XXXVII. The Return of Santa Claus

Did ye hear the cock crow? By the beard of my father, I'd forgotten you and myself and everything but the story. It's near morning, and I've a weary tongue. Another log and one more pipe. Then, sir, then I'll let you go. I'm near the end.

"Let me see--it's a winter day in New York City, after four years. The streets are crowded. Here are men and women, but I see only the horses,--you know, sir, how I love them. They go by with heavy truck and cab, steaming, straining', slipping in the deep snow. You hear the song of lashes, the whack of whips, and, now and then, the shout of some bedevilled voice. Horses fall, and struggle, and lie helpless, and their drivers--well, if I were to watch them long, I should be in danger of madness and hell-fire. Well, here is a big stable. A tall man has halted by its open door, and addresses the manager.

"'I learn that you have a bay mare with starred face and a white stocking.' It is Trove who speaks.

"'Yes; there she is, coming yonder.'

"The mare is a rack of bones, limping, weary, sore. But see her foot lift! You can't kill the pride of the Barbary. She falters; her driver lashes her over the head. Trove is running toward her. He climbs a front wheel, and down comes the driver. In a minute Trove has her by the bit. He calls her by name--Phyllis! The slim ears begin to move. She nickers. God, sir! she is trying to see him. One eye is bleeding, the other blind. His arms go round her neck, sir, and he hides his face in her mane. That mare you ride--she is the granddaughter of Phyllis. I'd as soon think of selling my wife. Really, sir, Darrel was right. God'll mind the look of your horses."

So spake an old man sitting in the firelight. Since they sat down the short hand of the clock had nearly circled the dial. There was a little pause. He did love a horse--that old man of the hills.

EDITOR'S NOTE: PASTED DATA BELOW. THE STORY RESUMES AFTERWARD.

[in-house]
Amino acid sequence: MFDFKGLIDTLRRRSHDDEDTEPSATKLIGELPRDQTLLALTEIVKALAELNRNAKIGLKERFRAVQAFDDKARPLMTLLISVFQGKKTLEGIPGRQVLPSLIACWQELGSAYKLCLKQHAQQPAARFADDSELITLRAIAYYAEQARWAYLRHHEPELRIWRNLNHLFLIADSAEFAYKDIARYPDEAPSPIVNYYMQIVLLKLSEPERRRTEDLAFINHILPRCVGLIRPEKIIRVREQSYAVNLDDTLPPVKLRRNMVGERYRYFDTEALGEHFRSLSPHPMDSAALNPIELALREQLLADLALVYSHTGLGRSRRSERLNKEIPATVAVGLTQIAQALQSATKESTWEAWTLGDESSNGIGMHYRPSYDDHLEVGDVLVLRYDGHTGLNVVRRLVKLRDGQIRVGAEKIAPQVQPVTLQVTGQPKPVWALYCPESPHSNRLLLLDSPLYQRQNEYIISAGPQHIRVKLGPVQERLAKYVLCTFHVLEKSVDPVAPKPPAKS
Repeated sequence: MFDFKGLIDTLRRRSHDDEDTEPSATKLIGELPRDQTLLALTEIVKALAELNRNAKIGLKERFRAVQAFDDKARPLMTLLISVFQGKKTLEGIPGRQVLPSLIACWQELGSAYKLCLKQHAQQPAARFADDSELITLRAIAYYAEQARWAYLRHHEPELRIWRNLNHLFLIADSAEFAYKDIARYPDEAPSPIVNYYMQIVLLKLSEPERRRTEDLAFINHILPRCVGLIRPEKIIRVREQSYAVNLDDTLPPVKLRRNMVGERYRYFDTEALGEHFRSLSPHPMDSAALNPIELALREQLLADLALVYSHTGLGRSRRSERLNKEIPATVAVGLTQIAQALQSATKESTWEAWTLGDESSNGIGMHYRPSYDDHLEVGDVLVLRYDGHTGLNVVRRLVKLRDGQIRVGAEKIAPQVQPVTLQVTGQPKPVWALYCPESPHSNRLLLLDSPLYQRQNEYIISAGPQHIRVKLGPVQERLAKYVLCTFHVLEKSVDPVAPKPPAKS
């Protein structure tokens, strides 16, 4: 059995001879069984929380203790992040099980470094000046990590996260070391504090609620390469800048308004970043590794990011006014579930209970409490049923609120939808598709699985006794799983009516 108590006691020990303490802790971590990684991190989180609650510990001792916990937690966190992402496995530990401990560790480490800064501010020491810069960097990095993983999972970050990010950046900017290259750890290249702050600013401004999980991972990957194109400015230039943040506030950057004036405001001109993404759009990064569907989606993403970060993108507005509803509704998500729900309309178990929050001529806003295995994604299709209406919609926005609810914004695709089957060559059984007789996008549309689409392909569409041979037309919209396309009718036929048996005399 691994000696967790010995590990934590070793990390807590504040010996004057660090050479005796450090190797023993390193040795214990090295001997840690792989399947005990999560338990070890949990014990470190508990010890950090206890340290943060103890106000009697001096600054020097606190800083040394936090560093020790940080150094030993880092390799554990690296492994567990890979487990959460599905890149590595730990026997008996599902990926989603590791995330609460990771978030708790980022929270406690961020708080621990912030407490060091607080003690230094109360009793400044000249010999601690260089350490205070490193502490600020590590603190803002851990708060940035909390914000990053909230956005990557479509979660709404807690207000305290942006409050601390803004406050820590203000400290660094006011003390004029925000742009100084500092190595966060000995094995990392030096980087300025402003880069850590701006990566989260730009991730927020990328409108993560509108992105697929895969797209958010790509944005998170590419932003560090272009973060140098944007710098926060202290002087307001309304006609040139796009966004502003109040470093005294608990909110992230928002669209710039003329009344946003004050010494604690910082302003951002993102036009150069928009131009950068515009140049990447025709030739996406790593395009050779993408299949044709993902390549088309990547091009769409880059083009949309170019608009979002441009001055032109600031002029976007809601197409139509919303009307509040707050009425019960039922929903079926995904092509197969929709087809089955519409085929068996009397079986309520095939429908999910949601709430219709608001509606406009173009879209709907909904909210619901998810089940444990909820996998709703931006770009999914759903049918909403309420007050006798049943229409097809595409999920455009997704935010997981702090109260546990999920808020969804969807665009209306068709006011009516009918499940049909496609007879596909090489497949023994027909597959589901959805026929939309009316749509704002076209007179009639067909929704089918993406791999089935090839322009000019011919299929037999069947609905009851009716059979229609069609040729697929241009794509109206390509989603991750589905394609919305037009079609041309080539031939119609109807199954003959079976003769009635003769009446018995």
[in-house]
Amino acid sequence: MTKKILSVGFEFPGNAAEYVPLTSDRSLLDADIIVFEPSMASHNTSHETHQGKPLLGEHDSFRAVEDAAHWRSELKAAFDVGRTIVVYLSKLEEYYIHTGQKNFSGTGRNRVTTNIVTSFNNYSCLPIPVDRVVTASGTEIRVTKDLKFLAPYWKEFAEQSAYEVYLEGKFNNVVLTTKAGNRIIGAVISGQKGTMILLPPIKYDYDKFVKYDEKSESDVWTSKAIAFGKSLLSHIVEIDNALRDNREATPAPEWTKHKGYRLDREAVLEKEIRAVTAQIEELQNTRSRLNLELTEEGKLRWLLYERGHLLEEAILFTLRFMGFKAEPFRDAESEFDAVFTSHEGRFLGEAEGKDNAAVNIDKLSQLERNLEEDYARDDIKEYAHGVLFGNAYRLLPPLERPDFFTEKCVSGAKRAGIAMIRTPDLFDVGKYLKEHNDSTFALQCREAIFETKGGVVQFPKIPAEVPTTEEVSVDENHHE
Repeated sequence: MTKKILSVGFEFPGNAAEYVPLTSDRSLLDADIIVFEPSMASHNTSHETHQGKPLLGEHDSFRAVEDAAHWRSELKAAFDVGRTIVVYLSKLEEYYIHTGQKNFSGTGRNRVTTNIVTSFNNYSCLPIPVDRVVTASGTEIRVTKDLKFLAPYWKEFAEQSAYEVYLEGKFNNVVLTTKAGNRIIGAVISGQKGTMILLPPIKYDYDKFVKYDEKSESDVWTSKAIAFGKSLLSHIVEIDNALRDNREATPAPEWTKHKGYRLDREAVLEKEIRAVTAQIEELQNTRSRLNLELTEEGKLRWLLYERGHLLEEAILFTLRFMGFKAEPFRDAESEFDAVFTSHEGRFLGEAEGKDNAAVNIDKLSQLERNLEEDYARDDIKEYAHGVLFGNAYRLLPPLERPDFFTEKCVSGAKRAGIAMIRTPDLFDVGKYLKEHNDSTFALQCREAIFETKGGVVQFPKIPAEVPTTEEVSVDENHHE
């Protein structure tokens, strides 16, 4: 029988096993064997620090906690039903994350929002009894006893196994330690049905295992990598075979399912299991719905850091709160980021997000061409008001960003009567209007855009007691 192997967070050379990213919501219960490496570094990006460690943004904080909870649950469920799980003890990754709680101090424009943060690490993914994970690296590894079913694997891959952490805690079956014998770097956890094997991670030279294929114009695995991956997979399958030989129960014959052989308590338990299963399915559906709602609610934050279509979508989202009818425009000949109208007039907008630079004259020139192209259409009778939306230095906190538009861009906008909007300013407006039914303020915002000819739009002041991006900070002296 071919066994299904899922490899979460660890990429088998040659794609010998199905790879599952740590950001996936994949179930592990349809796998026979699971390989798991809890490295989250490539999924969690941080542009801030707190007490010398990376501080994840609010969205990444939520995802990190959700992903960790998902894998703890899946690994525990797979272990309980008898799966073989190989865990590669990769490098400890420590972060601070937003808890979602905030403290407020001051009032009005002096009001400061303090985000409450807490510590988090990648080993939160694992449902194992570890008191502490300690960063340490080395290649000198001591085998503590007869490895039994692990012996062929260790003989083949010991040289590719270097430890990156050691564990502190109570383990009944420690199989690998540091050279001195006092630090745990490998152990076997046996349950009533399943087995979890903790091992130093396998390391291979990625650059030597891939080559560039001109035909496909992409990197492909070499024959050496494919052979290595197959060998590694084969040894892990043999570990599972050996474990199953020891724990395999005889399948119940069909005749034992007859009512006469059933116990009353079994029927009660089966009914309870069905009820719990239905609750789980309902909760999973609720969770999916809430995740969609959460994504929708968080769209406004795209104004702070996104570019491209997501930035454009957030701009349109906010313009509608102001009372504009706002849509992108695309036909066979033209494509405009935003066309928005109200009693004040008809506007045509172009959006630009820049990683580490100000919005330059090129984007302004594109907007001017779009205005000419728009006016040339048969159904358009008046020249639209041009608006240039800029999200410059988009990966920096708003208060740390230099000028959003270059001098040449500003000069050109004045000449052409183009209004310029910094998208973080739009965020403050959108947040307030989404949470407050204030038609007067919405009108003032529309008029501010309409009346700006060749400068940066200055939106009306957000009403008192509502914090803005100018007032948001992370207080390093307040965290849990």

"Trove went home with the mare," he continued. "She recovered the sight of one eye, and had a box-stall and the brook pasture--you know, that one by the beech grove. He got home the day before Christmas. Polly met him at the depot--a charming lady, sir, and a child of three was with her,--a little girl, dark eyes and flaxen, curly hair. You remember Beryl?--eyes like her mother's.

"I was there at the depot that day. Well, it looked as if they were still in their honeymoon.

"'Dear little wife!' said Trove, as he kissed Polly. Then he took the child in his arms, and I went to dinner with them. They lived half a mile or so out of Hillsborough.

"'Hello!' said Trove, as we entered. 'Here's a merry Christmas!'

"Polly had trimmed the house. There against the wall was a tapering fir-tree, hung with tinsel and popcorn. All around the room were green branches of holly and hemlock.

"'I'm glad you found Phyllis,' said she.

"'Poor Phyllis!' he answered. 'They broke her down with hard work, and then sold her. She'll be here to-morrow.'

"'You saw Darrel on the way?'

"'Yes, and he is the same miracle of happiness. I think he will soon be free. Leblanc is there in prison--convicted of a crime in Whitehall. As I expected, there is a red mark on the back of his left hand. Day after to-morrow we go again to Dannemora. Sweetheart! I hurried home to see you.' And then--well, I do like to see it--the fondness of young people.

"Night came, dark and stormy, with snow in the west wind. They were sitting there by the Christmas tree, all bright with candles--Polly, Trove, and the little child. They were talking of old times. They heard a rap at the door. Trove flung it open. He spoke a word of surprise. There was the old Santa Claus of Cedar Hill--upon my word, sir--the very one. He entered, shaking his great coat, his beard full of snow. He let down his sack there by the lighted tree. He beckoned to the little one.